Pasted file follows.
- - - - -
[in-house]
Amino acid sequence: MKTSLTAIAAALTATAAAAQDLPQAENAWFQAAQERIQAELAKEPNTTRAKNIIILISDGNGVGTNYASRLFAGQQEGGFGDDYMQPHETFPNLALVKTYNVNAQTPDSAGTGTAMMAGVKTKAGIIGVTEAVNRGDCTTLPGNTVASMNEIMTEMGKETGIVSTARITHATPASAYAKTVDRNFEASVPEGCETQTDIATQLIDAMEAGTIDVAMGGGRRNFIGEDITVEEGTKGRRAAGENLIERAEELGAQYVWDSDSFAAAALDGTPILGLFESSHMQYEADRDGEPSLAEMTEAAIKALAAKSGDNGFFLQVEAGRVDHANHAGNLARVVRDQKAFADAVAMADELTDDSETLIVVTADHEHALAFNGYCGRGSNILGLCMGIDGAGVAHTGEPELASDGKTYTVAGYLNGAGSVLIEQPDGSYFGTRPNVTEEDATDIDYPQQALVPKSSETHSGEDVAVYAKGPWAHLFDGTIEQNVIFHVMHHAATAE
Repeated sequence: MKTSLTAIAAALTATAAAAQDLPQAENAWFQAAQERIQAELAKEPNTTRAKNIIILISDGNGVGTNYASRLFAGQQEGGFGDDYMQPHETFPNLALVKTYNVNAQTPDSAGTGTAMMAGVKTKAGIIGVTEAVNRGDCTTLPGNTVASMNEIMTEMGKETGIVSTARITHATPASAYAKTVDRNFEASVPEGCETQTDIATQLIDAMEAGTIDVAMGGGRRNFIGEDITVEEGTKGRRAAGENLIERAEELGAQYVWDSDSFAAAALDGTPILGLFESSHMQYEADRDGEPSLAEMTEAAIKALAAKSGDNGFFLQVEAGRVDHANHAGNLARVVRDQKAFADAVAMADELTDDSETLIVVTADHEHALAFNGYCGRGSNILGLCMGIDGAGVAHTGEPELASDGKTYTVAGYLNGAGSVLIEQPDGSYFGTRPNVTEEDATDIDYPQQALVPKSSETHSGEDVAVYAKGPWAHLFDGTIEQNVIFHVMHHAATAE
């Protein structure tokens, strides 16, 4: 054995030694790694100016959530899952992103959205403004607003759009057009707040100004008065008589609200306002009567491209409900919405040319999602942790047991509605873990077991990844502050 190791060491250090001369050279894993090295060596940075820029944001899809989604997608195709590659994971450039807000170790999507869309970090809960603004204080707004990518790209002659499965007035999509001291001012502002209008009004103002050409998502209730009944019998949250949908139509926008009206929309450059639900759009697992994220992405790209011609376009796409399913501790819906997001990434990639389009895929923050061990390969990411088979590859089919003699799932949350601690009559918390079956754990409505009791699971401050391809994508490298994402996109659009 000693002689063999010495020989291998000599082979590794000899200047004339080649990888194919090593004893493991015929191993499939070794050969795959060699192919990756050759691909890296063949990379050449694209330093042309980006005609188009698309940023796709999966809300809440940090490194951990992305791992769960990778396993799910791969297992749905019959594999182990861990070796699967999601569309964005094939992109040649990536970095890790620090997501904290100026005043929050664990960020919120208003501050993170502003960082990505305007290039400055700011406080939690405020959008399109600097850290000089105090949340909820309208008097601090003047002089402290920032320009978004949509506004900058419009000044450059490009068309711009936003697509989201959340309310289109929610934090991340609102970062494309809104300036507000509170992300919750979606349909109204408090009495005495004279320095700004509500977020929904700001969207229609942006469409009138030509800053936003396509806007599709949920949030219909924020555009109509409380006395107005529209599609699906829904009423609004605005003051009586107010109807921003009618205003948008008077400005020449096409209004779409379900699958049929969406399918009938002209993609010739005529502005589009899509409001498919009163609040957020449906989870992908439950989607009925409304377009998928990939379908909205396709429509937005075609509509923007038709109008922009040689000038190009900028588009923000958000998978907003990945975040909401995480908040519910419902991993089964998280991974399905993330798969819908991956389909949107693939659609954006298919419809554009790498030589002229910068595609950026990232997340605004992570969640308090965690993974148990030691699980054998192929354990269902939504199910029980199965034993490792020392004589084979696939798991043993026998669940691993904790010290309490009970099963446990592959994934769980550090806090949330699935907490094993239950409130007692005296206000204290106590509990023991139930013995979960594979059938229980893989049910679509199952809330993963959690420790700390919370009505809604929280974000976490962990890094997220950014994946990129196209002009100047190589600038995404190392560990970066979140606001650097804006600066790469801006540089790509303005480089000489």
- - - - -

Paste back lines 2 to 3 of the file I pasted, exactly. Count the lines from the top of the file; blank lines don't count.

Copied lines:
Amino acid sequence: MKTSLTAIAAALTATAAAAQDLPQAENAWFQAAQERIQAELAKEPNTTRAKNIIILISDGNGVGTNYASRLFAGQQEGGFGDDYMQPHETFPNLALVKTYNVNAQTPDSAGTGTAMMAGVKTKAGIIGVTEAVNRGDCTTLPGNTVASMNEIMTEMGKETGIVSTARITHATPASAYAKTVDRNFEASVPEGCETQTDIATQLIDAMEAGTIDVAMGGGRRNFIGEDITVEEGTKGRRAAGENLIERAEELGAQYVWDSDSFAAAALDGTPILGLFESSHMQYEADRDGEPSLAEMTEAAIKALAAKSGDNGFFLQVEAGRVDHANHAGNLARVVRDQKAFADAVAMADELTDDSETLIVVTADHEHALAFNGYCGRGSNILGLCMGIDGAGVAHTGEPELASDGKTYTVAGYLNGAGSVLIEQPDGSYFGTRPNVTEEDATDIDYPQQALVPKSSETHSGEDVAVYAKGPWAHLFDGTIEQNVIFHVMHHAATAE
Repeated sequence: MKTSLTAIAAALTATAAAAQDLPQAENAWFQAAQERIQAELAKEPNTTRAKNIIILISDGNGVGTNYASRLFAGQQEGGFGDDYMQPHETFPNLALVKTYNVNAQTPDSAGTGTAMMAGVKTKAGIIGVTEAVNRGDCTTLPGNTVASMNEIMTEMGKETGIVSTARITHATPASAYAKTVDRNFEASVPEGCETQTDIATQLIDAMEAGTIDVAMGGGRRNFIGEDITVEEGTKGRRAAGENLIERAEELGAQYVWDSDSFAAAALDGTPILGLFESSHMQYEADRDGEPSLAEMTEAAIKALAAKSGDNGFFLQVEAGRVDHANHAGNLARVVRDQKAFADAVAMADELTDDSETLIVVTADHEHALAFNGYCGRGSNILGLCMGIDGAGVAHTGEPELASDGKTYTVAGYLNGAGSVLIEQPDGSYFGTRPNVTEEDATDIDYPQQALVPKSSETHSGEDVAVYAKGPWAHLFDGTIEQNVIFHVMHHAATAE